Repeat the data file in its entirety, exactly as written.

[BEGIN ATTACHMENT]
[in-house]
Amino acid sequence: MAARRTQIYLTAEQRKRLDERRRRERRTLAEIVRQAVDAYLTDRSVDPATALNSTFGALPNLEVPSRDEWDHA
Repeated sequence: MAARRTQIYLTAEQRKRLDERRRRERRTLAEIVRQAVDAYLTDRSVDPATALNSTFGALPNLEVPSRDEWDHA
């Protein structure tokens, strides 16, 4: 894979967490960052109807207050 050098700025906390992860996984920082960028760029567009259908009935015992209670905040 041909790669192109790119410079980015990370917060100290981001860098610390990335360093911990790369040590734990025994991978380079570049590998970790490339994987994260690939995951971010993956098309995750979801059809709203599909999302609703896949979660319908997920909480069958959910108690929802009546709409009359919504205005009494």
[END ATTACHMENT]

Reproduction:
[in-house]
Amino acid sequence: MAARRTQIYLTAEQRKRLDERRRRERRTLAEIVRQAVDAYLTDRSVDPATALNSTFGALPNLEVPSRDEWDHA
Repeated sequence: MAARRTQIYLTAEQRKRLDERRRRERRTLAEIVRQAVDAYLTDRSVDPATALNSTFGALPNLEVPSRDEWDHA
């Protein structure tokens, strides 16, 4: 894979967490960052109807207050 050098700025906390992860996984920082960028760029567009259908009935015992209670905040 041909790669192109790119410079980015990370917060100290981001860098610390990335360093911990790369040590734990025994991978380079570049590998970790490339994987994260690939995951971010993956098309995750979801059809709203599909999302609703896949979660319908997920909480069958959910108690929802009546709409009359919504205005009494």